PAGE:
Countries and multilateral agencies have provided support for the development of RE technologies. For example, half of the USD 5 billion annual energy-related funding by the Asian Development Bank is allocated for cleaner energy projects, with the other half focusing on transmission and distribution-related initiatives.

Recovery from COVID-19 pandemic
The COVID-19 pandemic has forced changes to modalities for climate action and sustainable development, yet the urgency for addressing the climate crisis remains high. Delaying policy implementation to 2025 would result in an annual CO2 cut of 15.5% instead of 7.6%, a rate which experts deem as almost improbable to achieve. In comparison, the IEA has projected that an 8% decrease in CO2 emissions is expected for 2020, largely due to the pandemic.

A survey conducted by the ASEAN Center for Energy revealed that the transportation, industry, and commercial factors are among the most impacted sectors energy-wise due to COVID-19; these sectors collectively account for 80% of primary energy supply provided by fossil fuels. Around 68% of concerns regarding impacts on energy pertain to fossil fuels, and 16% on RE. Regarding the perceived impacts of the pandemic, 58% identified lower emissions, while 32% stated climate change benefits, which is considered a lower-than-expected level.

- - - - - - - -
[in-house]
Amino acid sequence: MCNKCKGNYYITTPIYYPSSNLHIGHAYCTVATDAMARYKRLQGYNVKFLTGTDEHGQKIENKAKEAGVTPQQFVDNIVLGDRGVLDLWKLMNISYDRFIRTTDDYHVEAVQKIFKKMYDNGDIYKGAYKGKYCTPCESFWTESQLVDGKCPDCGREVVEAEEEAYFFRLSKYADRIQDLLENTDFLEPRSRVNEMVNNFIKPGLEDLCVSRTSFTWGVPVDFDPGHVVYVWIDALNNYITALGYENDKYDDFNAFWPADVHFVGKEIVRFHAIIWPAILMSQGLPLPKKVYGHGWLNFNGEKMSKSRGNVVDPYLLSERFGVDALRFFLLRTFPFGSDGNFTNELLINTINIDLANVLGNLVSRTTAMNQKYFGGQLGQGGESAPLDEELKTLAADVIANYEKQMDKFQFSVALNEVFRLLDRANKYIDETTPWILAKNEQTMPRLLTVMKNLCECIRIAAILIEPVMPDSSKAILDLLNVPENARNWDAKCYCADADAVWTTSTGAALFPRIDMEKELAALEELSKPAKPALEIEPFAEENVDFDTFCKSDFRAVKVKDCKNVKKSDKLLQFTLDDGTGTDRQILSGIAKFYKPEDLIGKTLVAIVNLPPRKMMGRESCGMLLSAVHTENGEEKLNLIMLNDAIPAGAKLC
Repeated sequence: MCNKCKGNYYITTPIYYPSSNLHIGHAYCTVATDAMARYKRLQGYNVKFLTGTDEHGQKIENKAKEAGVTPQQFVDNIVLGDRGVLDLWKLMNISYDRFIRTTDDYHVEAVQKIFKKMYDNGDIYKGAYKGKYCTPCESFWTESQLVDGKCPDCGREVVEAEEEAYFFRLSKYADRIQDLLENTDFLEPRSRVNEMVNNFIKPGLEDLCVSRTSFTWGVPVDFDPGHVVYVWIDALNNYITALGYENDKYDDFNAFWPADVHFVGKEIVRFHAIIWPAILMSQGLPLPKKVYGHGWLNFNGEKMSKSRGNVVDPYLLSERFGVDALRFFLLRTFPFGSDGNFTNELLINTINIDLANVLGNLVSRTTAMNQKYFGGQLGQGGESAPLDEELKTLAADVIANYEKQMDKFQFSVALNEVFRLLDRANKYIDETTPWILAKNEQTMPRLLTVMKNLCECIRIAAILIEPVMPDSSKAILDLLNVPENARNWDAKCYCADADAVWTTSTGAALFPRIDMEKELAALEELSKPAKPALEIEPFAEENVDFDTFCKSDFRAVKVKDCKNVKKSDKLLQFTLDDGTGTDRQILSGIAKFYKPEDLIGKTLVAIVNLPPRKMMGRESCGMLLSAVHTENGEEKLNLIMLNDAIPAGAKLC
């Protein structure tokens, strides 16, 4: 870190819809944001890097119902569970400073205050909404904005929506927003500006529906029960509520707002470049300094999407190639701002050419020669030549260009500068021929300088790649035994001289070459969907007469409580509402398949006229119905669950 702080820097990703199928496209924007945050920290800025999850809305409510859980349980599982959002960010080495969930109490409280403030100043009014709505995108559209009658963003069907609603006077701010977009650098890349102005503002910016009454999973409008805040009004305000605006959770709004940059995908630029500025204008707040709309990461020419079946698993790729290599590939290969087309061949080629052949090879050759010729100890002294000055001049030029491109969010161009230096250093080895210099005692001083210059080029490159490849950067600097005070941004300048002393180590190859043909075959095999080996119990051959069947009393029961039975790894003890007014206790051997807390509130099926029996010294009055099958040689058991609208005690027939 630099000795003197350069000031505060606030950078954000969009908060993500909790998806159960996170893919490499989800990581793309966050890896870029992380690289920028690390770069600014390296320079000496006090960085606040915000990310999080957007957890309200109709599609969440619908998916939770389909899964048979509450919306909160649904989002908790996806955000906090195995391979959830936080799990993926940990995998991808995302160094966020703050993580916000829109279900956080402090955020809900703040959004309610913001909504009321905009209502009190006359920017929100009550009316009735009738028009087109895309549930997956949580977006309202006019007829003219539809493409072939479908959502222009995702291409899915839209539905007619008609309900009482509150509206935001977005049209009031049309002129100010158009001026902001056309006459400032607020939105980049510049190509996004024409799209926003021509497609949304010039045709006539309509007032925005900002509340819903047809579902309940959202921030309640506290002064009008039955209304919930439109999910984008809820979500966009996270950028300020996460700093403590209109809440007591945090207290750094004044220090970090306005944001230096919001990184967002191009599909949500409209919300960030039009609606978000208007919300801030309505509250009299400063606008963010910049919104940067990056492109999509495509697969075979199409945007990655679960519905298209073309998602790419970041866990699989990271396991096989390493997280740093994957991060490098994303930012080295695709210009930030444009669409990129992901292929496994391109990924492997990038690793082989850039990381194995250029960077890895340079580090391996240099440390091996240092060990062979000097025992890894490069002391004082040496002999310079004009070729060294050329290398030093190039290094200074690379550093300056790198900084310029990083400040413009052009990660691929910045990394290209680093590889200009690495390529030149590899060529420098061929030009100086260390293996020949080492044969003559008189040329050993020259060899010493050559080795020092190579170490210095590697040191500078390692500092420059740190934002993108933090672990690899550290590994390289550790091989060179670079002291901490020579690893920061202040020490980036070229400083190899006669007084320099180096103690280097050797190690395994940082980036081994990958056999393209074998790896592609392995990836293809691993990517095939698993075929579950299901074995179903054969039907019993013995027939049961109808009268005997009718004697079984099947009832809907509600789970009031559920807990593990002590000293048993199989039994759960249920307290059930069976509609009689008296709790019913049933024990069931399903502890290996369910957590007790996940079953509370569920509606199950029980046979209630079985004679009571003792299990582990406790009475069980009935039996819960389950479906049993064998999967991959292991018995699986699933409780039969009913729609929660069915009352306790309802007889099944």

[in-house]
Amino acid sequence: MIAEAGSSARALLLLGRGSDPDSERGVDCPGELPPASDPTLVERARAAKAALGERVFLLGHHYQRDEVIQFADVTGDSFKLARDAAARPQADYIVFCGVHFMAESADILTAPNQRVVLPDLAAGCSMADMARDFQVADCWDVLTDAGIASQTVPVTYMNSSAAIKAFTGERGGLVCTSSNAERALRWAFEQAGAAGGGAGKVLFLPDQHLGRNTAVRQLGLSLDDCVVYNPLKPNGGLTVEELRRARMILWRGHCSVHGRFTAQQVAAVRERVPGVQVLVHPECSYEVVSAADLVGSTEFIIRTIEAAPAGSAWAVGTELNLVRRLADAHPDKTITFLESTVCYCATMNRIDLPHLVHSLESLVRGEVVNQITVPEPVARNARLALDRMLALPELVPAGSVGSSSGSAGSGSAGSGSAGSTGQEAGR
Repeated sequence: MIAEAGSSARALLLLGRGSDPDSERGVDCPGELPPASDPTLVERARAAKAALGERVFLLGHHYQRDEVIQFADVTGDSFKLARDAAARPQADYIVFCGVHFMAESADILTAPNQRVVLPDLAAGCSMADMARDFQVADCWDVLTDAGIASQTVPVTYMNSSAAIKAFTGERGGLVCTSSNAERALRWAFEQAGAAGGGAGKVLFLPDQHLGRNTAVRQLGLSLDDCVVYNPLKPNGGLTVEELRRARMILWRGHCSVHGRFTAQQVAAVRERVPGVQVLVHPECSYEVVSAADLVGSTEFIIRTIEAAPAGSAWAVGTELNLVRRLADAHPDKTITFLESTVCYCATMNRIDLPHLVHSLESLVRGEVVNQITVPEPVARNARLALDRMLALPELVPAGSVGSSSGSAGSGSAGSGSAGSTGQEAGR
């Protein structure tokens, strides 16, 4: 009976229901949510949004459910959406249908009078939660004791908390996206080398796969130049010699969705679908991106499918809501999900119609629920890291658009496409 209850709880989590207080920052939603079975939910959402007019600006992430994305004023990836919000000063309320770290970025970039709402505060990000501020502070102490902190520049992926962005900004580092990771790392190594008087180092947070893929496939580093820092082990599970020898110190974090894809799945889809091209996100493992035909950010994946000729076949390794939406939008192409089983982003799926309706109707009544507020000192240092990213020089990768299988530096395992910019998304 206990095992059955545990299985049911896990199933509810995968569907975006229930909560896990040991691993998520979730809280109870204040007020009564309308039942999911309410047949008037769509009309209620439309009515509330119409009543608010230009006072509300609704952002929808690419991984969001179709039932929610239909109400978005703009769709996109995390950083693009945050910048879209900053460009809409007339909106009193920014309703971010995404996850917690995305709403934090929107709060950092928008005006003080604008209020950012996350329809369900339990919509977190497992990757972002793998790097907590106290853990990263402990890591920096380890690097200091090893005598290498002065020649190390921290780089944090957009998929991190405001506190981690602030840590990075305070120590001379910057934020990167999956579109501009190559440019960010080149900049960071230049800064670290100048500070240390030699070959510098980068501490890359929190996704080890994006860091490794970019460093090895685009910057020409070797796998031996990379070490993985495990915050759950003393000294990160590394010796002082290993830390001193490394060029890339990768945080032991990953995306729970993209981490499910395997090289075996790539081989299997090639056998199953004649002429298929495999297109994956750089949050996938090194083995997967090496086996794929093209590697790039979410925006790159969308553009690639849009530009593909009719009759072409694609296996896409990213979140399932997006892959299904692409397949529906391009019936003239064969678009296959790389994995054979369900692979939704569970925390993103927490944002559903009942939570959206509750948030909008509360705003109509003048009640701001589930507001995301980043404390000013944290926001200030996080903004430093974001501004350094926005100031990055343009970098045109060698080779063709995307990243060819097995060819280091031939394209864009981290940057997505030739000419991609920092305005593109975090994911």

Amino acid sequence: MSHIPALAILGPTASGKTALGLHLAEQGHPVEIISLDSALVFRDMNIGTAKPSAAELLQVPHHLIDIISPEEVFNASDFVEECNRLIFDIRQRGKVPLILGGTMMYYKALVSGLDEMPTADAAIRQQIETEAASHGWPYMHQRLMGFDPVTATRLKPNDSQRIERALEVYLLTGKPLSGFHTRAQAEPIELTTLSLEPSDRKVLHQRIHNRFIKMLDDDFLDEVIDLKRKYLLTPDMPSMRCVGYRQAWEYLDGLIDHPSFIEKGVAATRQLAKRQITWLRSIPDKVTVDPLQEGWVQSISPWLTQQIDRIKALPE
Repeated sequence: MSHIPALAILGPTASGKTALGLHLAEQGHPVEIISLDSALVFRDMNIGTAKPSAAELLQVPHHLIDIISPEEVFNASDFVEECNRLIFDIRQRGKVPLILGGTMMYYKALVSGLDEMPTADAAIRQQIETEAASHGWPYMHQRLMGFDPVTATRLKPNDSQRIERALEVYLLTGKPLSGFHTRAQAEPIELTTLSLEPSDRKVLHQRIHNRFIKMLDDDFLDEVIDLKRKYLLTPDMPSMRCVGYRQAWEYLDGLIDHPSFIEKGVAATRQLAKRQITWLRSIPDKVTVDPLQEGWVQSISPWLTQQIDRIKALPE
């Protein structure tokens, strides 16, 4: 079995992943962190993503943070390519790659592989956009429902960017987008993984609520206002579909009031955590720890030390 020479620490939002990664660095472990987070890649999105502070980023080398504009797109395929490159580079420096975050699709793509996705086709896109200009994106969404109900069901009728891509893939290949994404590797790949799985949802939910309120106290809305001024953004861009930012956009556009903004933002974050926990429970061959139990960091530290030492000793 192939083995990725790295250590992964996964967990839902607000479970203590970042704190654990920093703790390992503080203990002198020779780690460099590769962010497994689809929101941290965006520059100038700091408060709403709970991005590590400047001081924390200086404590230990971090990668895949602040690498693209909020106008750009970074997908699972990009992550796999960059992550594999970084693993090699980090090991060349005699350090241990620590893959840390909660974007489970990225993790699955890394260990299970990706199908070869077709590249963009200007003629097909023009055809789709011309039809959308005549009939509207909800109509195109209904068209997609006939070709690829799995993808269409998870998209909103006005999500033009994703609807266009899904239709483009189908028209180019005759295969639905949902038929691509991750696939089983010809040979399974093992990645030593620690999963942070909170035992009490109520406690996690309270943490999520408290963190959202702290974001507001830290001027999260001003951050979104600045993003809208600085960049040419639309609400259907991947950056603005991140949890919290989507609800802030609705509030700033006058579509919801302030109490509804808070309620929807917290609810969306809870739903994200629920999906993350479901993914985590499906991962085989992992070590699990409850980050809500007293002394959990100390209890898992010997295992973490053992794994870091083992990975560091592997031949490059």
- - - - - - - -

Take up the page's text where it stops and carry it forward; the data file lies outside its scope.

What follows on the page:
Reported most issued means for green finance in 2020 included pandemic bonds, sustainability-linked bonds, and green social and sustainability bonds. This presents an opportunity for co-benefits related to climate change mitigation and adaptation, averting loss and damage, and increasing the resilience of energy and other sectors to be included in recovery measures addressing the impacts of COVID-19 in the immediate and long-term scenarios.

The resilience of RE during the pandemic has been highlighted, with projections of global RE generation to increase by around 3 percent in 2020 according to the International Energy Agency (IEA). The relatively low marginal cost of RE made it more stable than fossil fuels, whose facilities could be shut down when prices are lower. With lower electricity demand due to the economic lockdown, power suppliers and distributors earned lower profits, especially in countries where fossil fuels dominate the electricity grid. In contrast, RE generation continued largely unaffected. 

Partially due to this development, sustainable debt among Asian countries is increasing, with China having accumulated the highest debt. Furthermore, it has been reported that companies have not significantly changed their long-term strategies and goals despite the implications of COVID-19 for environmental sustainability, reflecting how they see the pandemic as a threat from which they can recover and return to their business-as-usual operations.